47. Where does this occur? Mr Hawes seems to know that this is happening in some libraries.
  (Mr Hawes) Our local offices, if they are able to spare the resource, will put people alongside a machine for a while in a library office or they may put, as Sir Nicholas said, a phone connection there, but we do not control that centrally.

  48. In terms of segmentation, Sir Nicholas, you are talking about the particular social and tax profiles of individual clients. Presumably you find that there is a greater propensity among certain groups to engage in internet tax returns?
  (Sir Nicholas Montagu) I think that is right. When I am talking about segmentation I am talking about different groups of customers.

  49. If you segment the market into five categories and you had the ones who were most likely to engage in the internet down to the least likely, what is your strategy in terms of devoting resources? Do you tend to target those groups that are already showing high take up or do you tend to target the people with lower take up?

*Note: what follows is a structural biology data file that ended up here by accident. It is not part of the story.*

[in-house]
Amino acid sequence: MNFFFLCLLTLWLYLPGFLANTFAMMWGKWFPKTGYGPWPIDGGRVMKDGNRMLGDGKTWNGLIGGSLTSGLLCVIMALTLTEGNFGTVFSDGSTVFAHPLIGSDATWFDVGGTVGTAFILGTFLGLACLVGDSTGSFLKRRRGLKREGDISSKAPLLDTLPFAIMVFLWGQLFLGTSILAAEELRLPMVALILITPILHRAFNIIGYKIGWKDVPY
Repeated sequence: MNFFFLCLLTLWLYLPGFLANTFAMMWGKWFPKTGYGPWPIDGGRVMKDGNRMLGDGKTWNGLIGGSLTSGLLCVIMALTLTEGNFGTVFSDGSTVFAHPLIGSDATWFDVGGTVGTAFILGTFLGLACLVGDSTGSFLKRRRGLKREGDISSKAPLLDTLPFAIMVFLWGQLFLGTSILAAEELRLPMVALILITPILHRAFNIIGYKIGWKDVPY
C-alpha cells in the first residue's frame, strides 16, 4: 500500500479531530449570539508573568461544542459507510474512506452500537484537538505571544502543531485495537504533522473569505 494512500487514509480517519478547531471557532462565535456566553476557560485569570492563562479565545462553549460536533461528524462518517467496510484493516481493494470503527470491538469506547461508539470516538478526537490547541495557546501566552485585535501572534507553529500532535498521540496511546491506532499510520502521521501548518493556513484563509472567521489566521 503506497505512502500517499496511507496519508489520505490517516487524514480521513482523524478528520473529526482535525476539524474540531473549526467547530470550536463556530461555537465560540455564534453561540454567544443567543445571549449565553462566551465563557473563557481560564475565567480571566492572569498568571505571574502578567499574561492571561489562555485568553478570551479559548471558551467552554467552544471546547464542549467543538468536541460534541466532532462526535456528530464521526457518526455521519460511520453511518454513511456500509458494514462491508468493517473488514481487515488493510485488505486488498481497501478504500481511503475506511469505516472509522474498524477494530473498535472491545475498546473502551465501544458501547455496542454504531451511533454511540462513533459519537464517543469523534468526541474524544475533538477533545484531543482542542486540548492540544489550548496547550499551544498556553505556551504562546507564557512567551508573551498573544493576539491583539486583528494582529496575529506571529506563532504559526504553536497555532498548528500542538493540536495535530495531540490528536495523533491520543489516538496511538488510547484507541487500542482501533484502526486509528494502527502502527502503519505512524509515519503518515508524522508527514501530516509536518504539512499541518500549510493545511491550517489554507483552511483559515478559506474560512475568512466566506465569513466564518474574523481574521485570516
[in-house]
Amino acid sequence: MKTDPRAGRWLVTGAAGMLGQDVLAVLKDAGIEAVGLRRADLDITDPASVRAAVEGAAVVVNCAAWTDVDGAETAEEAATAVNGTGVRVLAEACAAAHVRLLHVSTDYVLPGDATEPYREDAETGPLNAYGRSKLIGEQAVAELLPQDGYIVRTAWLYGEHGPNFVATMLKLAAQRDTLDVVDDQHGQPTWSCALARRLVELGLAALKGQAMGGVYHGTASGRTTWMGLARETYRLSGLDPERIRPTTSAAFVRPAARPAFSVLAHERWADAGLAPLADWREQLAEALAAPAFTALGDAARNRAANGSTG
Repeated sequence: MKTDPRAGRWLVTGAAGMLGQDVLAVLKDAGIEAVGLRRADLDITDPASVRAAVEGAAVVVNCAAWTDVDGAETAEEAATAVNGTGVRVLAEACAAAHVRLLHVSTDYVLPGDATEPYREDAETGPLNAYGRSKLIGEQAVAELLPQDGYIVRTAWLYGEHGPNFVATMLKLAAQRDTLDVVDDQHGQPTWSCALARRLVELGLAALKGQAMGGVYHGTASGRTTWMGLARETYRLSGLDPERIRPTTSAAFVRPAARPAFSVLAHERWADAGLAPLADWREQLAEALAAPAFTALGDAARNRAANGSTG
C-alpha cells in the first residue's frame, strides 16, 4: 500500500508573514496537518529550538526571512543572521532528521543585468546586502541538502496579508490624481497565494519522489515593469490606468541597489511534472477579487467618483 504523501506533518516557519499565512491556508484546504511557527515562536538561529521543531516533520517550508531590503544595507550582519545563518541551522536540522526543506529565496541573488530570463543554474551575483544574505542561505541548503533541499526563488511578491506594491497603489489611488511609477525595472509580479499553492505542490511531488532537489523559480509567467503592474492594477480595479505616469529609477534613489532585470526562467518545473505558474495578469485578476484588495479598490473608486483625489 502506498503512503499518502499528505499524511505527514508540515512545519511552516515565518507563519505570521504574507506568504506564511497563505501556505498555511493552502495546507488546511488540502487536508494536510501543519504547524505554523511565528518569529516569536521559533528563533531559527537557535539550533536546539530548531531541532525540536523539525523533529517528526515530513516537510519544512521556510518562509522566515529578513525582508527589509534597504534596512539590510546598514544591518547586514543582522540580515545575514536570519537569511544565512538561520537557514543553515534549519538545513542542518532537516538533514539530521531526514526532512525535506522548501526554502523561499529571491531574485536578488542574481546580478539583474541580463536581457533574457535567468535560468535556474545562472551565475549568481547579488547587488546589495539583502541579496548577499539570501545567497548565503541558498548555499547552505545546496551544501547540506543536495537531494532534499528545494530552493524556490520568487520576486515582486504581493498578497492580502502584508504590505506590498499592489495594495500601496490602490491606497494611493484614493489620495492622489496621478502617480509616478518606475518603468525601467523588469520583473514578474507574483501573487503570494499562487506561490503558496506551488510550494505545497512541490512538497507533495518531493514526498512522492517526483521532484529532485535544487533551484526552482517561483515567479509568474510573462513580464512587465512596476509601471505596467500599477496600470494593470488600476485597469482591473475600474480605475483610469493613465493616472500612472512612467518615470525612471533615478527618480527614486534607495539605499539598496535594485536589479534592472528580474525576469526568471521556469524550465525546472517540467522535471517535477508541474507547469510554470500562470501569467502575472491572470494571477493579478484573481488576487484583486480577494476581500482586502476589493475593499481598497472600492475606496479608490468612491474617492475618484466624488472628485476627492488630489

(Sir Nicholas Montagu) An essential part of our customer relationship management approach—and I use that as a term of art—is precisely to target each group of taxpayers and tax credit claimants according to what we know of them, their needs and their aspirations and tailor the service to them.

  50. So are you targeting your resources towards the segments which have the highest marginal return?
  (Sir Nicholas Montagu) We are targeting our resources across the piece. If you are saying—

  51. That is a no then?
  (Sir Nicholas Montagu)—If you are saying would we have a major blitz on pensioners, the answer is no. If you are saying would we have a major blitz on large and small businesses and individuals filing for self assessment more widely, the answer would be yes.

  52. Do you find people with larger incomes are less likely to use electronic means or more?
  (Sir Nicholas Montagu) On the whole people with larger incomes—and again this is a wild generalisation—would be more prone (because they tend to have correspondingly more complex tax affairs) to use tax agents, and they would therefore benefit either from the electronic lodgement service or from the facility I mentioned available since last November.

  53. Thank you. I look forward to seeing you in Croydon again.
  (Sir Nicholas Montagu) I too.